With a wistful note in his voice, an old political foe of Sen. Herman E. Talmadge (D-Ga.) yesterday recalled the rough-and-tumble days of Georgia politics when Talmadge supporters put their man in their office by literally battering down the governor's door.
But in his testimony before the Senate Select Committee on Ethics, which resumed its hearings into financial misconduct allegations against Talmadge after a three-week layoff, former Georgia governor Ellis Arnall told the panel that the old political wounds of the 1940s had long healed.
"Sen. Herman Talmadge is a man of good personal reputation, good personal repute, good personal character and impeccable personal integrity," Arnall told the committee.
"He was an honorable man," said Arnall, "but his politics were terrible."
Arnall's recitation of the statehouse antics of Talmadge, as well as of the senator's late father, former governor Eugune Talmadge, and his own political administration while he was government from 1943 to 1947, drew snorts of laughter from the committee and from Talmadge.
Such was the political hero worship of the time and the place, Arnall said, that supporters would travel miles to press cash on the governor of Georgia. One man, said Arnall, drove 50 miles each month to the state capital to make a $100 contribution.
Arnall left the identity of the gubernatorial recipient unclear. But he told Ethics Committee members, "such gifts were free from any obligation and were of the same fashion that a devoted and devout church member might give his pastor."
Another former Georgia politician Peter Zack Geer, who was lieutenant governor from 1963 to 1967, told the ethics panel that receiving cash gifts from supporters in Georgia was a routine occurence. Geer said he averaged about $200 a month in such gifts while he was in office.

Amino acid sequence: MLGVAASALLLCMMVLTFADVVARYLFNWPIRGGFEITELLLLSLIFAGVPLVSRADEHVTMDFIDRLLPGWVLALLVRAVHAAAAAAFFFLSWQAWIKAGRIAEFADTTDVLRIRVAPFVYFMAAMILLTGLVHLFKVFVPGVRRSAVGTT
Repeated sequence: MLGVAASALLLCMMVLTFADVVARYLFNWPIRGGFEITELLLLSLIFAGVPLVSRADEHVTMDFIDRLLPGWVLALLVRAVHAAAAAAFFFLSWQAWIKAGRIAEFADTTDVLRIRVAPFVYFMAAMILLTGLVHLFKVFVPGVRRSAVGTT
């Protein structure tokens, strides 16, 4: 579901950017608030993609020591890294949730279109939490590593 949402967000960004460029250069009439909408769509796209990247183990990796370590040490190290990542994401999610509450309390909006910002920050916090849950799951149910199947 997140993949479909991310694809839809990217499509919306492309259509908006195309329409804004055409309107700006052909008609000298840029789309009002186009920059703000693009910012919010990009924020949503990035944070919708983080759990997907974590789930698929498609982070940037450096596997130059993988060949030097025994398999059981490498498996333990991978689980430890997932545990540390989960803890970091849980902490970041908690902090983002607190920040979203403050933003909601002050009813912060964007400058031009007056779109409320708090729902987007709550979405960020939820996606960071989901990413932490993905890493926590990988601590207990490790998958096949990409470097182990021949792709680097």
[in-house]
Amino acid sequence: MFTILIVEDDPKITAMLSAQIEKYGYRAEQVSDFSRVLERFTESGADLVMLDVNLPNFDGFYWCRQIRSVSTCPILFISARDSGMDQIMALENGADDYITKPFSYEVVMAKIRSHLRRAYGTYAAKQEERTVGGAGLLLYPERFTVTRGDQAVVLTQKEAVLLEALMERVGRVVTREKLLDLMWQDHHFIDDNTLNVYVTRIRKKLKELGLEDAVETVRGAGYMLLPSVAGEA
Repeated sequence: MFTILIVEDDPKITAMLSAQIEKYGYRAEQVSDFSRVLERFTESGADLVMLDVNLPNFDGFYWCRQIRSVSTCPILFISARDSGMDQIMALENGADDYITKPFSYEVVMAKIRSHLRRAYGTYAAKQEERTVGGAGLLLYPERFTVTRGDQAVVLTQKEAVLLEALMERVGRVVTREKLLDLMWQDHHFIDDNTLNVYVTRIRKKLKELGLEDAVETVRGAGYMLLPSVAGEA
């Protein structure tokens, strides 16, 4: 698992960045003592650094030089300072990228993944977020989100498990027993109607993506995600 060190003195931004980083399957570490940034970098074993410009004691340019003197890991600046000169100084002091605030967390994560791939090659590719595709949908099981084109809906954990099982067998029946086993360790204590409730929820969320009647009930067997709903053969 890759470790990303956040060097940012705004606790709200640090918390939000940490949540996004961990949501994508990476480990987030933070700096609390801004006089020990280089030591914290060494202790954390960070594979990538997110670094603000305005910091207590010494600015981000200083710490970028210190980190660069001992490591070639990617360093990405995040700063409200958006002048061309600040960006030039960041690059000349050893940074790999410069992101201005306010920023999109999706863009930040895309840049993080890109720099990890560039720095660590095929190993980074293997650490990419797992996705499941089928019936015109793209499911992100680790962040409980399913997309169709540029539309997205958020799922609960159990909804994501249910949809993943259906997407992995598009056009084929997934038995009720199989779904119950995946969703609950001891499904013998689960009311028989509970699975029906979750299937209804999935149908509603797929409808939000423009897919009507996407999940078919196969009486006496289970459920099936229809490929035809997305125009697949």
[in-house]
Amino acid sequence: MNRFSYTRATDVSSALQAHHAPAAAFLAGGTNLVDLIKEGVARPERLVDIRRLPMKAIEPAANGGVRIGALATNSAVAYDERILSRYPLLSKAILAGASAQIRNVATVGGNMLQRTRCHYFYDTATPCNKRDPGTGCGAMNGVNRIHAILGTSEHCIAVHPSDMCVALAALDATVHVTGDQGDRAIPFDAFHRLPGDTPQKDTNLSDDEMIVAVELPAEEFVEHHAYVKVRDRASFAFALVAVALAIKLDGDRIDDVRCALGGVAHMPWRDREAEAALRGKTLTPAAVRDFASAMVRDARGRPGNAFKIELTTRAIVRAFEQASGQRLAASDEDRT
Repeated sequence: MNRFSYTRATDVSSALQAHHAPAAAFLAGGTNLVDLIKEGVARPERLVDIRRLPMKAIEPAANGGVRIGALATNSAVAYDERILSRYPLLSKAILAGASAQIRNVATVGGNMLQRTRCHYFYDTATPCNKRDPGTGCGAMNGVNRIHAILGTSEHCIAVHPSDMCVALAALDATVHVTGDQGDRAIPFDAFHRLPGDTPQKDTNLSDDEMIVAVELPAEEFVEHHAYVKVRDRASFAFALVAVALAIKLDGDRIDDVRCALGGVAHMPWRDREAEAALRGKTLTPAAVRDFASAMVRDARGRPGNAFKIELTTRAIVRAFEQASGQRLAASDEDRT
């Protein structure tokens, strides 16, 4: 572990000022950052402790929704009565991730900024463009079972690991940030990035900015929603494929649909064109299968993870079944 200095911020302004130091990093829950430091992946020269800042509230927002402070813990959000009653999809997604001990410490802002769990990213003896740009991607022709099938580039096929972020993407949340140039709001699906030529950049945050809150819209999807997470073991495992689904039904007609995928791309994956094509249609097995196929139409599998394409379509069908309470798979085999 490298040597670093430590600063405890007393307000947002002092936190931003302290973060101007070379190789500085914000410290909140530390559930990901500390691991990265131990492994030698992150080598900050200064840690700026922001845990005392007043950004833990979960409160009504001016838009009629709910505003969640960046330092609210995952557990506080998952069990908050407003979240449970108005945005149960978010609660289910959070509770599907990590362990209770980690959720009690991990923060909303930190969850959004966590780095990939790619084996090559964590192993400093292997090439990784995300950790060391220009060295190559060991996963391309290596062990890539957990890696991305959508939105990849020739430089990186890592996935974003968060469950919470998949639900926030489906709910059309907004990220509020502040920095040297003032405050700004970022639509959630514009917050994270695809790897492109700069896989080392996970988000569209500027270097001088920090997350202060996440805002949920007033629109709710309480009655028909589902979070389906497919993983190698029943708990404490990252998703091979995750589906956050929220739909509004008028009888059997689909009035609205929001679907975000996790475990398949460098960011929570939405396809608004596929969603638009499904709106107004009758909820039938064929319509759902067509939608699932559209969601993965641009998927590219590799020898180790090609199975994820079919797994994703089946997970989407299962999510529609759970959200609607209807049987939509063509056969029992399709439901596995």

Geer was the first witness to come before the committee in more than five weeks of testimony on Talmadge's finances to say he saw the Georgia senator receive gifts of cash from his supporters.
Talmadge has claimed that he used the cash from supporters to pay his out-of-pocket expenses. Past and present members for Talmadge have told the committee they never saw Talmadge get cash gifts. Betty Talmadge, the senator's former wife, testified that Talmadge kept a hoard of $100 bills in a hiding place in their home for the couple's expenses.
Yesterday's testimony opened Talmadge's defense before the Ethics Committee on the five charges against him. Committee officials said they expect to complete hearings by the end of the week, with Talmadge as the final witness.
In other testimony yesterday, Joseph Hearne an accountant for Talmadge from the firm of Peat, Marwick and Mitchell, said that the the chief witness against the senator, Daniel Minchew, spent $38,262 more than his income during 1973 and 1974 when he claimed he operated a secret bank account for Talmadge with illegal Senate and campaign funds.
Talmadge has dened any connection with the account and has accused Minchew, his former chief aide, with embezzling the money. Committee counsel Douglas McCullough yesterday disputed Hearne's figures and said Minchew's unaccounted-for cash supply was less than shown by the accountant.